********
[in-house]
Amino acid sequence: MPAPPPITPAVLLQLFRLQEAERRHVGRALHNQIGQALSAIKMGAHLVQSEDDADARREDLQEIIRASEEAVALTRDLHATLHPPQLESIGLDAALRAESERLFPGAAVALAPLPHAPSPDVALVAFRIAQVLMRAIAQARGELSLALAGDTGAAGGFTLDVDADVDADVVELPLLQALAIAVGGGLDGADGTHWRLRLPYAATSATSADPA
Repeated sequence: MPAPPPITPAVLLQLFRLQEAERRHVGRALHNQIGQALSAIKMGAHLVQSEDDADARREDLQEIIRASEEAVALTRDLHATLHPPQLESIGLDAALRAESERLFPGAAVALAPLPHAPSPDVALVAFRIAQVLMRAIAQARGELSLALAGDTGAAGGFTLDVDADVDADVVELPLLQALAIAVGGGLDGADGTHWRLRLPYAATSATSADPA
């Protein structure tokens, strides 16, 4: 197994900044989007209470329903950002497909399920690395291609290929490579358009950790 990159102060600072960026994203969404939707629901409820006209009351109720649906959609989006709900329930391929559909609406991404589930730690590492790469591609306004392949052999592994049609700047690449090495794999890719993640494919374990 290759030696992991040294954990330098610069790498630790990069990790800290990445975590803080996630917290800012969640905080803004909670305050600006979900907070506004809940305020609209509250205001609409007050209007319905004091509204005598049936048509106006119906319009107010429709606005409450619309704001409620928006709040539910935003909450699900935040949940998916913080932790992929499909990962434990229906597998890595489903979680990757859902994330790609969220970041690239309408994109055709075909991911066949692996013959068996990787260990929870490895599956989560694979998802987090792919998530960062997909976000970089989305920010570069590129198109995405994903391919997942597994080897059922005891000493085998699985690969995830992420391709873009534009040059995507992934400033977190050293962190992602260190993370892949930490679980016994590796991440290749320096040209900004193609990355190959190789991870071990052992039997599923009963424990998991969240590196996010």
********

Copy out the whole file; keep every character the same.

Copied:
[in-house]
Amino acid sequence: MPAPPPITPAVLLQLFRLQEAERRHVGRALHNQIGQALSAIKMGAHLVQSEDDADARREDLQEIIRASEEAVALTRDLHATLHPPQLESIGLDAALRAESERLFPGAAVALAPLPHAPSPDVALVAFRIAQVLMRAIAQARGELSLALAGDTGAAGGFTLDVDADVDADVVELPLLQALAIAVGGGLDGADGTHWRLRLPYAATSATSADPA
Repeated sequence: MPAPPPITPAVLLQLFRLQEAERRHVGRALHNQIGQALSAIKMGAHLVQSEDDADARREDLQEIIRASEEAVALTRDLHATLHPPQLESIGLDAALRAESERLFPGAAVALAPLPHAPSPDVALVAFRIAQVLMRAIAQARGELSLALAGDTGAAGGFTLDVDADVDADVVELPLLQALAIAVGGGLDGADGTHWRLRLPYAATSATSADPA
């Protein structure tokens, strides 16, 4: 197994900044989007209470329903950002497909399920690395291609290929490579358009950790 990159102060600072960026994203969404939707629901409820006209009351109720649906959609989006709900329930391929559909609406991404589930730690590492790469591609306004392949052999592994049609700047690449090495794999890719993640494919374990 290759030696992991040294954990330098610069790498630790990069990790800290990445975590803080996630917290800012969640905080803004909670305050600006979900907070506004809940305020609209509250205001609409007050209007319905004091509204005598049936048509106006119906319009107010429709606005409450619309704001409620928006709040539910935003909450699900935040949940998916913080932790992929499909990962434990229906597998890595489903979680990757859902994330790609969220970041690239309408994109055709075909991911066949692996013959068996990787260990929870490895599956989560694979998802987090792919998530960062997909976000970089989305920010570069590129198109995405994903391919997942597994080897059922005891000493085998699985690969995830992420391709873009534009040059995507992934400033977190050293962190992602260190993370892949930490679980016994590796991440290749320096040209900004193609990355190959190789991870071990052992039997599923009963424990998991969240590196996010």